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The Mughal Empire (Persian: شاهان مغول Shāhān-e Moġul; self-designation: گوركانى - Gūrkānī)[1][2] was a Muslim Persianate[3] imperial power of the Indian subcontinent which began in 1526, ruled most of the Indian Subcontinent by the late 17th and early 18th centuries, and ended in the mid-19th century.[4] The Mughal Emperors were descendants of the Timurids, and at the height of their power, around 1700, they controlled most of the Indian Subcontinent — extending from present-day Bangladesh in the east to Balochistan in the west, Kashmir in the north to the Kaveri basin in the south........

The name Mughal is derived from the original homelands of the Timurids, the Central Asian steppes once conquered by Genghis Khan and hence known as Moghulistan, "Land of Mongols". The Mughals were Persianized Turko-Mongols and are responsible for transferring the Persian literary and high culture to India, thus forming the base for the highly sophisticated Indo-Persian culture.......
Their story is familiar, the Persian language, culture and religion (Islam) spread to the Indian sub-continent as a result of expanding Mongol power led by the Timurids. There are some interesting parallels in the Asian expedition of the Macedonians and the spread of Greek elements as a by-product.
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Old 05-13-2009, 08:25 AM   #2
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A familiar story indeed.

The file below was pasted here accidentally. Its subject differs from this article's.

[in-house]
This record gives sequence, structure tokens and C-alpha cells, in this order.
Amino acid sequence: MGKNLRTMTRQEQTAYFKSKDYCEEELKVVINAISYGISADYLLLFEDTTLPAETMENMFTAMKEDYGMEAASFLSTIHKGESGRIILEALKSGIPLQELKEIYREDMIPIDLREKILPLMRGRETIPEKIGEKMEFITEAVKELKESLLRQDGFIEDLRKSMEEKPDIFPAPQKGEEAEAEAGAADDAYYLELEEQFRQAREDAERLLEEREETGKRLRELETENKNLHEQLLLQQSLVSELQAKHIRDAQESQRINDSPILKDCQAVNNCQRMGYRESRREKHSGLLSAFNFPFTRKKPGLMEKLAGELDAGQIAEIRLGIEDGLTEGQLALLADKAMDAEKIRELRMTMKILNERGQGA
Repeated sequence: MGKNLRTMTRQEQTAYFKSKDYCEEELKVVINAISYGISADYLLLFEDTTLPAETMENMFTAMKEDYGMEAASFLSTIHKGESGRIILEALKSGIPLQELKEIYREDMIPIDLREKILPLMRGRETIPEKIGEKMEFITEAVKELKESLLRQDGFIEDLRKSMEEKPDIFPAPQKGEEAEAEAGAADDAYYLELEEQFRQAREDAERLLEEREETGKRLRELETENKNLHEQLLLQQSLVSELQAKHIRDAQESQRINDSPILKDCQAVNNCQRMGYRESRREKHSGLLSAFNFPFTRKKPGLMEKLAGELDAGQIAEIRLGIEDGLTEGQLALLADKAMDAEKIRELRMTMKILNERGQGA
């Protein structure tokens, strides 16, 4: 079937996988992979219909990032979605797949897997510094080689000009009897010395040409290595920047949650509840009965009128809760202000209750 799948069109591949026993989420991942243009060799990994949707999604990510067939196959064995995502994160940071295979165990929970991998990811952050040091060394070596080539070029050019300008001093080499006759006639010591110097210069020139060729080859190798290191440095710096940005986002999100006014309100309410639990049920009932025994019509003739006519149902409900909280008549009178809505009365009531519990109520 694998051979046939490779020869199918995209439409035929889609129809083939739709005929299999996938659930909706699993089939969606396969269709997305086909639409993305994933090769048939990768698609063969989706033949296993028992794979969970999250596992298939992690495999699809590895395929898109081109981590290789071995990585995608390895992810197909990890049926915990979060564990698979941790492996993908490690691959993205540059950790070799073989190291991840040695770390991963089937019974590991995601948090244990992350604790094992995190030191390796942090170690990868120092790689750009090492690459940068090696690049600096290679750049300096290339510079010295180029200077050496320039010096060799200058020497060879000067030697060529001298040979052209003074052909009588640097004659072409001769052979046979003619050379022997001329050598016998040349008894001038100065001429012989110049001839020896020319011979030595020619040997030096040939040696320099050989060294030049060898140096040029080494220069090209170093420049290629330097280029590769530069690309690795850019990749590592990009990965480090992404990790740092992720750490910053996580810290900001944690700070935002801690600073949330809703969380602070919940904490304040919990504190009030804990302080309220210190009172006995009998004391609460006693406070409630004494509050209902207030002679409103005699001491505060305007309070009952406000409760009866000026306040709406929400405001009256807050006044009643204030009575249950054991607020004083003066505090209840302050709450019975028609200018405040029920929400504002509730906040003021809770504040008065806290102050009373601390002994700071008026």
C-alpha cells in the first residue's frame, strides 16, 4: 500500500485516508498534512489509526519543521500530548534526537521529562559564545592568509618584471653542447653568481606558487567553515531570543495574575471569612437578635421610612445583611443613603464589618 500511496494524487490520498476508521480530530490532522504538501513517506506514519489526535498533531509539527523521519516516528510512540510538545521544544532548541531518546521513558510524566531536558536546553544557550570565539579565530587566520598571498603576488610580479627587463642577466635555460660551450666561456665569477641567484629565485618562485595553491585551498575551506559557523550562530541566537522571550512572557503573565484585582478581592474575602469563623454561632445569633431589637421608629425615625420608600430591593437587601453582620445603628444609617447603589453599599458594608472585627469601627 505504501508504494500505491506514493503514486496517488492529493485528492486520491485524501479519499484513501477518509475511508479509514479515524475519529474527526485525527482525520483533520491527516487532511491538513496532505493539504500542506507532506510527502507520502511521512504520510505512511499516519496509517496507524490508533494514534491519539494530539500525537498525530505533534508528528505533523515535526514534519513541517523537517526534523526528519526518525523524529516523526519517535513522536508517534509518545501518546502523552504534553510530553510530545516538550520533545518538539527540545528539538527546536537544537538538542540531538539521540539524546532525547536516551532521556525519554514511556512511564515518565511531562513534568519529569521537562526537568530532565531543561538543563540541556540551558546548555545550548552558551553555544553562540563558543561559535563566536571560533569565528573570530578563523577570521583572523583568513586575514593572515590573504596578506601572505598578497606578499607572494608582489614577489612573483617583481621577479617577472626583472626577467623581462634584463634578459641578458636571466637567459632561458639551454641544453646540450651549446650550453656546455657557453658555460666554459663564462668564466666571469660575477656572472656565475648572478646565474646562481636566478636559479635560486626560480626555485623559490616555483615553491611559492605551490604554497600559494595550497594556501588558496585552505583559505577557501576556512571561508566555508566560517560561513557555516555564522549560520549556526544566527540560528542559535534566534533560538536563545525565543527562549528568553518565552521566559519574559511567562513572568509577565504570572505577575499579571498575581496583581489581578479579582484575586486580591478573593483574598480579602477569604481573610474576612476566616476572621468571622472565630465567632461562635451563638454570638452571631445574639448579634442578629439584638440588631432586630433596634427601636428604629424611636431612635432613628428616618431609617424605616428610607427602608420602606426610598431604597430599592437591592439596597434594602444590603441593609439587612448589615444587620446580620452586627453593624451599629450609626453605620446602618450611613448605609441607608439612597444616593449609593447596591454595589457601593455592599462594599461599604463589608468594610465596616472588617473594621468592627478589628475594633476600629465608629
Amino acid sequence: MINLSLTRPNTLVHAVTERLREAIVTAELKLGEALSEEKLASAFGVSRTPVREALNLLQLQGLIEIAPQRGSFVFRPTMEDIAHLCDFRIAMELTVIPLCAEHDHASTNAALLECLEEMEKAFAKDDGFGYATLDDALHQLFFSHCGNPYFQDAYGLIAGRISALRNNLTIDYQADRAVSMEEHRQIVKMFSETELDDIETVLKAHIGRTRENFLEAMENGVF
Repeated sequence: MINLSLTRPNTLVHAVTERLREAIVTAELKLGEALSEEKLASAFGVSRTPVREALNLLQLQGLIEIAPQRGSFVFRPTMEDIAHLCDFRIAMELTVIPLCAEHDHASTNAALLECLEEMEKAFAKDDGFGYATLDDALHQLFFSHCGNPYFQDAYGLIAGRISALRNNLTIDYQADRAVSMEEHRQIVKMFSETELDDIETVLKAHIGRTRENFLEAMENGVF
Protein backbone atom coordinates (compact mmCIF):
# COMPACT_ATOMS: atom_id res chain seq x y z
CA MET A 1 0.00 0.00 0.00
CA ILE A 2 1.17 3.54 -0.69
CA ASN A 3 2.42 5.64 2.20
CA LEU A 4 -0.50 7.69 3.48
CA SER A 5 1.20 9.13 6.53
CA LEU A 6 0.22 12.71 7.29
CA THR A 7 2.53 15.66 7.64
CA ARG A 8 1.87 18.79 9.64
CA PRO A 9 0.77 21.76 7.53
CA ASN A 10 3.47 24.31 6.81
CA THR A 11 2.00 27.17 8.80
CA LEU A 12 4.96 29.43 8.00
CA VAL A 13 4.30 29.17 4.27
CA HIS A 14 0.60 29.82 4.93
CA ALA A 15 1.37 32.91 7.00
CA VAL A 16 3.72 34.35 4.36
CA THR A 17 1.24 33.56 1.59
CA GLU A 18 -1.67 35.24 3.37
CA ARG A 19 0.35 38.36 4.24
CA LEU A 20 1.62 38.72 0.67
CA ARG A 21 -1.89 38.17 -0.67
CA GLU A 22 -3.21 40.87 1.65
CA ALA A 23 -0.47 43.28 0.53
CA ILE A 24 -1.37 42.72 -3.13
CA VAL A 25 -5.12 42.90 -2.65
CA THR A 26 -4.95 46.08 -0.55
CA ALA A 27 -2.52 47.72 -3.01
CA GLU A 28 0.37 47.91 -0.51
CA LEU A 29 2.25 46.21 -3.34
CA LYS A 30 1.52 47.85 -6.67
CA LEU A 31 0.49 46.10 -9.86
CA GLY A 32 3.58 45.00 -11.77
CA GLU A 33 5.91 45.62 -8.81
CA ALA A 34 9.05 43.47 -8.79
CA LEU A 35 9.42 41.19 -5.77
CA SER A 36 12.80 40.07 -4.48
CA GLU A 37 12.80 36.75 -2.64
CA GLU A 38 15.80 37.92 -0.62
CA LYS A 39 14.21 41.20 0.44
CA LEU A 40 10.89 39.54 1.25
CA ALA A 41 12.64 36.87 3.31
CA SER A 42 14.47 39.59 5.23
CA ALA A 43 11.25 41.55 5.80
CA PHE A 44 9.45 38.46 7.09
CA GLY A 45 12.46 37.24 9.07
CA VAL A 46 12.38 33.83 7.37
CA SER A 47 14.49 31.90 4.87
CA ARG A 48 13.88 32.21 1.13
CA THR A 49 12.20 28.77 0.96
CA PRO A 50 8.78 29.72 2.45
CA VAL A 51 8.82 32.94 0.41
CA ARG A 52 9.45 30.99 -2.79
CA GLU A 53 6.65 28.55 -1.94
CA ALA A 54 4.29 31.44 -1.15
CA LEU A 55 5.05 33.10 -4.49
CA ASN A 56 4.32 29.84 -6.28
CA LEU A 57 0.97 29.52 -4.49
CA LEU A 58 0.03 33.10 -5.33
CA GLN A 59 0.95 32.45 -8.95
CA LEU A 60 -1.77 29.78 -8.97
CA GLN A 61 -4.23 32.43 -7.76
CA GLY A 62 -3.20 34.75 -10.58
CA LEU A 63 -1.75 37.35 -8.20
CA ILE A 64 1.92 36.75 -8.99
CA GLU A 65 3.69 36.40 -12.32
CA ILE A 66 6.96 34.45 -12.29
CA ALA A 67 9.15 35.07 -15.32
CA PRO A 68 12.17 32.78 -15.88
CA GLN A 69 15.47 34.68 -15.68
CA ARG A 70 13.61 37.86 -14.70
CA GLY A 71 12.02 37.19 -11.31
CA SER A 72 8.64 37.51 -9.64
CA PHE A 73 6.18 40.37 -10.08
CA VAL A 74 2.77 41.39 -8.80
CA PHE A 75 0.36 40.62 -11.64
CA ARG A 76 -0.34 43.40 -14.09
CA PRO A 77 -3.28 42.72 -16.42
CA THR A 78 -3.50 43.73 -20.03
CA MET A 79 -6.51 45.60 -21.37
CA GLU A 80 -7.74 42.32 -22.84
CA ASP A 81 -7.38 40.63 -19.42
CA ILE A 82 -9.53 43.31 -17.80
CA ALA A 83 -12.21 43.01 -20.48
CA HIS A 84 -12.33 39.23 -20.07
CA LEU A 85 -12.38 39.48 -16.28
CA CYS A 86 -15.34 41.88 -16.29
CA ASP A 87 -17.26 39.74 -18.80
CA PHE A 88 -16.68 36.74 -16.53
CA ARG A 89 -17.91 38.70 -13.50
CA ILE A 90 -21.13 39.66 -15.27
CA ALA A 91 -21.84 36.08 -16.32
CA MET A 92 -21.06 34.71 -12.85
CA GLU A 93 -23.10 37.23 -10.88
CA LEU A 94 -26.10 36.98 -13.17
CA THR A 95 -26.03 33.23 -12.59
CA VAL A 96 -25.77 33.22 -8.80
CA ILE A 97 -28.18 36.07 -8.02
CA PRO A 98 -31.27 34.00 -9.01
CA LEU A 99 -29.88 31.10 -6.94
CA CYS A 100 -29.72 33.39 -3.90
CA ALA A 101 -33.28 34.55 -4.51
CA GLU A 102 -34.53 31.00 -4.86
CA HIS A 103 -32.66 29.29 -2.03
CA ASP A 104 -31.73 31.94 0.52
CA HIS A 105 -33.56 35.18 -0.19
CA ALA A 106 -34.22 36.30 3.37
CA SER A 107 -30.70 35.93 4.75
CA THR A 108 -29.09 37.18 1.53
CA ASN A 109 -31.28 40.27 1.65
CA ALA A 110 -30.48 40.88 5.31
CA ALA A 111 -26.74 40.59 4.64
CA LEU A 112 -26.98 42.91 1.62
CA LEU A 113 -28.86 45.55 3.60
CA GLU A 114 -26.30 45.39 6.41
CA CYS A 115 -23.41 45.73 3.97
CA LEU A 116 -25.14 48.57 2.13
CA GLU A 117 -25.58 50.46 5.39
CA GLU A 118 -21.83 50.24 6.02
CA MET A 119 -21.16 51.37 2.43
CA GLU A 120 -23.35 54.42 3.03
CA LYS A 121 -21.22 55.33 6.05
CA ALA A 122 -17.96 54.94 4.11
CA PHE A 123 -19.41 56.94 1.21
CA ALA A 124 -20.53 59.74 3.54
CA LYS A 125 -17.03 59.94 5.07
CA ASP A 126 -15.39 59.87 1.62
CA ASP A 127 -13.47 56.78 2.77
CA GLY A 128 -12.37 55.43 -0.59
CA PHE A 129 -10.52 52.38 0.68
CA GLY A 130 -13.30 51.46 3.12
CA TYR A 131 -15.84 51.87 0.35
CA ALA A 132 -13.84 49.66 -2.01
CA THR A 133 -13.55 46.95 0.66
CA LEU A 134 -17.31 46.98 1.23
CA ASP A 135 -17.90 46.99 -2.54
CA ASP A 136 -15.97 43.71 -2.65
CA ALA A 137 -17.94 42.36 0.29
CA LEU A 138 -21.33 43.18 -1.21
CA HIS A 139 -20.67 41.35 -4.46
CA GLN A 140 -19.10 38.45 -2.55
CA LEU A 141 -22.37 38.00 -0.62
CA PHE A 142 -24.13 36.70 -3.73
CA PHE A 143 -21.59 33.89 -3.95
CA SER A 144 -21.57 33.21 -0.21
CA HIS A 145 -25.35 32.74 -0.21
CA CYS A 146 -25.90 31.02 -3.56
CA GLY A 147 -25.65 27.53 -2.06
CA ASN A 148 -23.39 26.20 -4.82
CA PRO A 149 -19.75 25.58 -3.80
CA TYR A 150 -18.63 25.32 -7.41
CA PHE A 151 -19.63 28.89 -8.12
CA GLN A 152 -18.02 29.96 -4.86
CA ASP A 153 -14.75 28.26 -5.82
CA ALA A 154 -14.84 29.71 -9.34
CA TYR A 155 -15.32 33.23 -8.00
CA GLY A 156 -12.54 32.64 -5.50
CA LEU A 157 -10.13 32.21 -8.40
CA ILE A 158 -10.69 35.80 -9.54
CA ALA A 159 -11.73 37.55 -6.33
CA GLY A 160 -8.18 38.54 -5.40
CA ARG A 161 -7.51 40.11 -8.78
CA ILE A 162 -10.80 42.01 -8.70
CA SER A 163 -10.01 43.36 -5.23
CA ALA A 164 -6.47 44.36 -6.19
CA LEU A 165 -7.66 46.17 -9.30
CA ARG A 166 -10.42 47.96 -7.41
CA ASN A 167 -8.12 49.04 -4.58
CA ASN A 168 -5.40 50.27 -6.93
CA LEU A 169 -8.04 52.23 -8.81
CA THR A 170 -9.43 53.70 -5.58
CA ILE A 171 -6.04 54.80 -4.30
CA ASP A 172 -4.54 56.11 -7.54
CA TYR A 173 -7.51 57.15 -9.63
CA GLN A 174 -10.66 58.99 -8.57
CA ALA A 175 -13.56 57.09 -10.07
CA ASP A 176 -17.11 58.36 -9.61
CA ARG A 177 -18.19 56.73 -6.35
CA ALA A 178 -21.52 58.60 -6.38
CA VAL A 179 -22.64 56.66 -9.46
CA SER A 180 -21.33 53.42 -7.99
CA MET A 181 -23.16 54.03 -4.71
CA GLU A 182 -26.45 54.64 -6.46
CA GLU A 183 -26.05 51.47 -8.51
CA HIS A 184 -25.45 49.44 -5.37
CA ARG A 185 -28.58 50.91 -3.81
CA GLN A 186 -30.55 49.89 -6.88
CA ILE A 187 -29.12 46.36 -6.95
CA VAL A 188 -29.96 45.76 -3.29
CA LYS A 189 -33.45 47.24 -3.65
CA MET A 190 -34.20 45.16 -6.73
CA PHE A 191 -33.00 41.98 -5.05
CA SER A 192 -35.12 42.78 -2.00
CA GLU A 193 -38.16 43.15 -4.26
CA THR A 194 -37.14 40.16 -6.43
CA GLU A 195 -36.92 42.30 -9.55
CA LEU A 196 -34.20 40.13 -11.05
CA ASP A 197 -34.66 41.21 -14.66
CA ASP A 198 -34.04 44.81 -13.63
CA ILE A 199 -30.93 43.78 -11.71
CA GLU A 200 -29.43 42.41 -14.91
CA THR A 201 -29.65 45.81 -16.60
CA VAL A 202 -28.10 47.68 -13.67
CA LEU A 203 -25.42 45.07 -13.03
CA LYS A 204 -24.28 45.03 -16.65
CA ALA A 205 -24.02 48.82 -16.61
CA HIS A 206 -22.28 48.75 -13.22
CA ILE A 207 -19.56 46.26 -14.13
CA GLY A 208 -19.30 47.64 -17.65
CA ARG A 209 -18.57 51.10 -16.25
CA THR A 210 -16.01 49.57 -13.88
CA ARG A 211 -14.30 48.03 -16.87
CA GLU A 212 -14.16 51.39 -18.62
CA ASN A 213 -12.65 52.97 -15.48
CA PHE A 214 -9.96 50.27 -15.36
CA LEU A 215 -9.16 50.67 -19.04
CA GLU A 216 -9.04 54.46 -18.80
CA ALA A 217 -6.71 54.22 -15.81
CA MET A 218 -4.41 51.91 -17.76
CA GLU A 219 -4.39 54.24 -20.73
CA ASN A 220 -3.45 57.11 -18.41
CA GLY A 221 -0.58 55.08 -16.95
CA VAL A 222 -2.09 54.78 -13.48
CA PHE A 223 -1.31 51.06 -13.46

I note no attempts to describe these people as Persian.
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Old 05-13-2009, 11:15 AM   #3
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Nice parallels
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Old 05-14-2009, 03:30 AM   #4
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A little comparison.

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At least in the early stages, the military was almost exclusively Turko-Mongolian, and the civilian and administrative element was almost exclusively Persian. The spoken language shared by all the Turko-Mongolians throughout the area was Chaghatay Turkic.........

The major language of the period, however, was Persian, the native language of the Tājīk (Persian) component of society and the language of learning acquired by all literate and/or urban people.
Now, let's substitute the Turko-Mongolian with Macedonian, and the Persian with Greek. In the below case, reference is made to the areas north of India, where Persian-speakers were in abundance, so let's assume it is the Macedonian conquest of Greece and the Greek-speaking areas of Europe and Asia.